Summer came and our attention moved from inside to out. That, and when a house is on the water, everything gets turned around and the waterside becomes the front. So we are focused on the water now and we’re off in kayaks and guests of ours are coming by in boat. We are digging for clams, growing oysters in the water, and all our salad greens in planters on a sunny deck.
Let’s just say that summertime in the Pacific Northwest is so nice, everyone would live here if it were like this year round. So we’re glad it isn’t.
Similarly I am grateful for all that the deer don’t eat. It seems to me in gardening, with all the choices available, we need some restrictions. We need to plant native, preferably, drought-tolerant, and living on island, deer-resistant. Our smart nursery at Browne’s on San Juan Island has a few long tables that fulfill these requirements. Put in the right plants, and no need to see deer as menace.
While palates can differ among deer, I think it is safe to say they dislike strong-tasting plants such as herbs. Likewise they will leave euphorbia and poppies alone (milk sap), they avoid foxglove and daffodil (poisonous), lupine, Jerusalem Sage, Meadow Rue, Bigroot Geranium, lamb’s ear, salvia, foxglove, Shasta daisy and Iris. (Cosmos were on this list in my first draft, but they were chomped in the night so now they’re not).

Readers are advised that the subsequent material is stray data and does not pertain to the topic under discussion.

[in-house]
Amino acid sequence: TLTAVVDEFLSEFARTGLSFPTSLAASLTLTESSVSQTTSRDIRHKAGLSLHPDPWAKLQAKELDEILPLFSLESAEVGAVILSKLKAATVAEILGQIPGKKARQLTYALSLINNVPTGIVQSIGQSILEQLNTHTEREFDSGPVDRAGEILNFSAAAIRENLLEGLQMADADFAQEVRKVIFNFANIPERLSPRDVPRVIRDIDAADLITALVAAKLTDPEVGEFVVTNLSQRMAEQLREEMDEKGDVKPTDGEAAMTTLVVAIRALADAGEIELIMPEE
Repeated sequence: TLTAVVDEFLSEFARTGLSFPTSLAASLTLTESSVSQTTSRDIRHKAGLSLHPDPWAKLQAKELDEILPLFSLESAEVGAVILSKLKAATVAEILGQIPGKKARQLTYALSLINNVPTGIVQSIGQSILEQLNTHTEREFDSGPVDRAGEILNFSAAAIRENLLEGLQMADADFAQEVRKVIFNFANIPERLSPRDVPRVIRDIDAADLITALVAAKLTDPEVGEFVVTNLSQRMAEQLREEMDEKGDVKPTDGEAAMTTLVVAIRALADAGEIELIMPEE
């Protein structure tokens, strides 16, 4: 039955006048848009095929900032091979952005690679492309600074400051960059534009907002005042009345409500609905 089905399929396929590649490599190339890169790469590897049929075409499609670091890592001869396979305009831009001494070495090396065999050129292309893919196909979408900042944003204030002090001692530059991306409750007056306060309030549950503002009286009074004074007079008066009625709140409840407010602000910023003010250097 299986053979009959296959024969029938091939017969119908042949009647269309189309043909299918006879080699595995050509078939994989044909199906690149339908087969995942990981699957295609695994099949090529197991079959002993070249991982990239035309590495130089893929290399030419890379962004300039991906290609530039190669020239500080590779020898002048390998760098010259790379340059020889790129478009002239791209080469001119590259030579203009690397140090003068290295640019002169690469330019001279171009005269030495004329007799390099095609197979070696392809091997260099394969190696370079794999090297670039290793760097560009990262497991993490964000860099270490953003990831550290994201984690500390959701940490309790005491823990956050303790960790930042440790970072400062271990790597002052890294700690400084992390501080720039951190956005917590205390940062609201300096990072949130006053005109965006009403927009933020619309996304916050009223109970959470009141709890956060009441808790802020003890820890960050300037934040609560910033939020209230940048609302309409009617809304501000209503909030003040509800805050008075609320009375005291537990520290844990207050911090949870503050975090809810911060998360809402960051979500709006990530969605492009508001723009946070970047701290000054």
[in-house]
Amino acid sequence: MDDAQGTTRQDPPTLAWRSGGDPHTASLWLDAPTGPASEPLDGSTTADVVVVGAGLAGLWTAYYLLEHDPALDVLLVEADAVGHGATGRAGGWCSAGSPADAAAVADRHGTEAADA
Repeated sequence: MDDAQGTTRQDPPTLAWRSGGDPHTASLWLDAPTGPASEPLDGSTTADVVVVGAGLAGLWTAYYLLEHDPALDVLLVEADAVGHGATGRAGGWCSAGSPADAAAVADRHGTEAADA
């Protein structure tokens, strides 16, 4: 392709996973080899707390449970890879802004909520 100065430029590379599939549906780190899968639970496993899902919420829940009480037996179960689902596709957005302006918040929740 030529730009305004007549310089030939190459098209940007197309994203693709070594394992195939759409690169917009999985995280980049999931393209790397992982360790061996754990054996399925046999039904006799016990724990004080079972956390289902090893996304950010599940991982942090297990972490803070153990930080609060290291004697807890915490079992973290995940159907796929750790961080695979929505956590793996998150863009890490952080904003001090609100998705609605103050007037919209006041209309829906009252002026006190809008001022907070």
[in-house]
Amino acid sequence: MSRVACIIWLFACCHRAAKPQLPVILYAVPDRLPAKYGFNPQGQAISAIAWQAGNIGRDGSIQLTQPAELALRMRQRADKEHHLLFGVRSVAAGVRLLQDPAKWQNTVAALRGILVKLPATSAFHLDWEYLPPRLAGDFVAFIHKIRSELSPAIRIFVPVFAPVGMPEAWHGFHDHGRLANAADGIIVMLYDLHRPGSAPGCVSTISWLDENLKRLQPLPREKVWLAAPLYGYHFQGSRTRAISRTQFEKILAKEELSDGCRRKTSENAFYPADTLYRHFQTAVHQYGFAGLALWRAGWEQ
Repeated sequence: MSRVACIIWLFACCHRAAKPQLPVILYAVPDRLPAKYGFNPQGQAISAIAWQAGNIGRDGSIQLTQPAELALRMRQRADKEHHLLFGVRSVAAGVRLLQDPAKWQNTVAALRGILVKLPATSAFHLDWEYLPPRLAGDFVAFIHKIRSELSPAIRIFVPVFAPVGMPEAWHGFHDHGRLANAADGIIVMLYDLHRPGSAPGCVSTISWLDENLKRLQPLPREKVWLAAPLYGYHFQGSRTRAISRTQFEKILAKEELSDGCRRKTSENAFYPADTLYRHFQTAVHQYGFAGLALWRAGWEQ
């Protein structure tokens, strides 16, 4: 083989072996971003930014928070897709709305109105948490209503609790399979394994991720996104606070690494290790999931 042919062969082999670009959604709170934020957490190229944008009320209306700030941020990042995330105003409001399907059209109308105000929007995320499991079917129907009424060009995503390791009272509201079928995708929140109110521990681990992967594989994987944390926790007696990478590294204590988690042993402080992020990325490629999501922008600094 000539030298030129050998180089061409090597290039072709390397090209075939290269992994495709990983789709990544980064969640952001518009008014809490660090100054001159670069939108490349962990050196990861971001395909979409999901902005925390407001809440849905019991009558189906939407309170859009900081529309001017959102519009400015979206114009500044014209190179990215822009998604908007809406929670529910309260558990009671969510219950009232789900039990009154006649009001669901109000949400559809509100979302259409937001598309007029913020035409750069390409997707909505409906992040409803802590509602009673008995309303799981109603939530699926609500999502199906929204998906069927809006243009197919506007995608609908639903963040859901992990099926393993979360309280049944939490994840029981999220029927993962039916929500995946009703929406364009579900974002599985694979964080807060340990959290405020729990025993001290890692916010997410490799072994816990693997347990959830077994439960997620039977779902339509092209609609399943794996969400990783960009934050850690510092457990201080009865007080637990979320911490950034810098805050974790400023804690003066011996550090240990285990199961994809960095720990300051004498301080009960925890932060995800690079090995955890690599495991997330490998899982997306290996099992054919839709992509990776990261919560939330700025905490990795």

Who can’t paint a picture with all that?
I’m planting Shasta daisy along the 134’ fence that lines the edge of the property from the steep grade bank to the beach. Our bonfire pit encircled with Adirondack chairs is before this fence, soon to be joined with the picnic table Bill Maas is constructing for us at Egg Lake Sawmill & Shake. Plus a Bocce Ball court we’re going to build on soil because our daughter gave us a handsome set for Christmas. The Shasta daisy lined fence will be background for all this activity, attracting butterfly by day and illuminating the night. And the deer have given us this.
This house had been standing empty for a couple of years before we purchased it, thus the deer made the property part of their park. It is their land and I am not about to fence them out. Surrounded by forests and farmland, pastures, lagoons, quarries and marshes, miles of trails and a winding country road, all this natural beauty—the deer are a part of it.
Native to the San Juan Islands, the Columbia black-tail deer graze about, their big black eyes following us. Where we live never a shot is heard, so this trust has been built up for some time. I just walked into it. Yet I now consider myself a deer whisperer. Talking softly and moving slowly, I assure them they are safe and that I love them. Attentive ears, they listen to me. Then go back about their grazing, grooming the woods, and munching all the pesky dandelions.